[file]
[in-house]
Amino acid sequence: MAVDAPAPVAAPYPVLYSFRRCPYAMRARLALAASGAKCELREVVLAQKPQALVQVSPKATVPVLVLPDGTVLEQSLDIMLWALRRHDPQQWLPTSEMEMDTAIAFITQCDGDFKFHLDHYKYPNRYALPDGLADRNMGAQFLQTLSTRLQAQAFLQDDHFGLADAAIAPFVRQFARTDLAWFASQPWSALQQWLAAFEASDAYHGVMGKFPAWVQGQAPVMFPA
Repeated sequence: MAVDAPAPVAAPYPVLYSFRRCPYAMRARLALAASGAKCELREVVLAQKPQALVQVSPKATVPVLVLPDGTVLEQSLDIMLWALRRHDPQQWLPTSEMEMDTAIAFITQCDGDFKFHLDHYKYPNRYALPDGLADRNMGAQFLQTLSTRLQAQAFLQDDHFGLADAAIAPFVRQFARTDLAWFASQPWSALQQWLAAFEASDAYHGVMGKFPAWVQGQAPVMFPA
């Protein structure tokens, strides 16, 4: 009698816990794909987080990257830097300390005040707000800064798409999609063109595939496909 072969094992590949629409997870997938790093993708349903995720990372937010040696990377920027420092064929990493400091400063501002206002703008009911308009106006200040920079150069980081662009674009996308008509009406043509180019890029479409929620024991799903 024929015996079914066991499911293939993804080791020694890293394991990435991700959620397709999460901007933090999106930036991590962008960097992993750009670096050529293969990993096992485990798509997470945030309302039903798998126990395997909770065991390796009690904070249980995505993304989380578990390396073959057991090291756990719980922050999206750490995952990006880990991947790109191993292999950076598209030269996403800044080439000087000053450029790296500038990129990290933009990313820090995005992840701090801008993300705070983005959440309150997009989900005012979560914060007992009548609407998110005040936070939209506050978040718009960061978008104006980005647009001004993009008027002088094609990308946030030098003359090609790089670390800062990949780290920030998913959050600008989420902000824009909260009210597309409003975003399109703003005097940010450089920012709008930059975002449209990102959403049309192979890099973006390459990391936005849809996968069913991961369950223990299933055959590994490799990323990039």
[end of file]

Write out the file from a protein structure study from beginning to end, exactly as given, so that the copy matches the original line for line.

[in-house]
Amino acid sequence: MAVDAPAPVAAPYPVLYSFRRCPYAMRARLALAASGAKCELREVVLAQKPQALVQVSPKATVPVLVLPDGTVLEQSLDIMLWALRRHDPQQWLPTSEMEMDTAIAFITQCDGDFKFHLDHYKYPNRYALPDGLADRNMGAQFLQTLSTRLQAQAFLQDDHFGLADAAIAPFVRQFARTDLAWFASQPWSALQQWLAAFEASDAYHGVMGKFPAWVQGQAPVMFPA
Repeated sequence: MAVDAPAPVAAPYPVLYSFRRCPYAMRARLALAASGAKCELREVVLAQKPQALVQVSPKATVPVLVLPDGTVLEQSLDIMLWALRRHDPQQWLPTSEMEMDTAIAFITQCDGDFKFHLDHYKYPNRYALPDGLADRNMGAQFLQTLSTRLQAQAFLQDDHFGLADAAIAPFVRQFARTDLAWFASQPWSALQQWLAAFEASDAYHGVMGKFPAWVQGQAPVMFPA
């Protein structure tokens, strides 16, 4: 009698816990794909987080990257830097300390005040707000800064798409999609063109595939496909 072969094992590949629409997870997938790093993708349903995720990372937010040696990377920027420092064929990493400091400063501002206002703008009911308009106006200040920079150069980081662009674009996308008509009406043509180019890029479409929620024991799903 024929015996079914066991499911293939993804080791020694890293394991990435991700959620397709999460901007933090999106930036991590962008960097992993750009670096050529293969990993096992485990798509997470945030309302039903798998126990395997909770065991390796009690904070249980995505993304989380578990390396073959057991090291756990719980922050999206750490995952990006880990991947790109191993292999950076598209030269996403800044080439000087000053450029790296500038990129990290933009990313820090995005992840701090801008993300705070983005959440309150997009989900005012979560914060007992009548609407998110005040936070939209506050978040718009960061978008104006980005647009001004993009008027002088094609990308946030030098003359090609790089670390800062990949780290920030998913959050600008989420902000824009909260009210597309409003975003399109703003005097940010450089920012709008930059975002449209990102959403049309192979890099973006390459990391936005849809996968069913991961369950223990299933055959590994490799990323990039």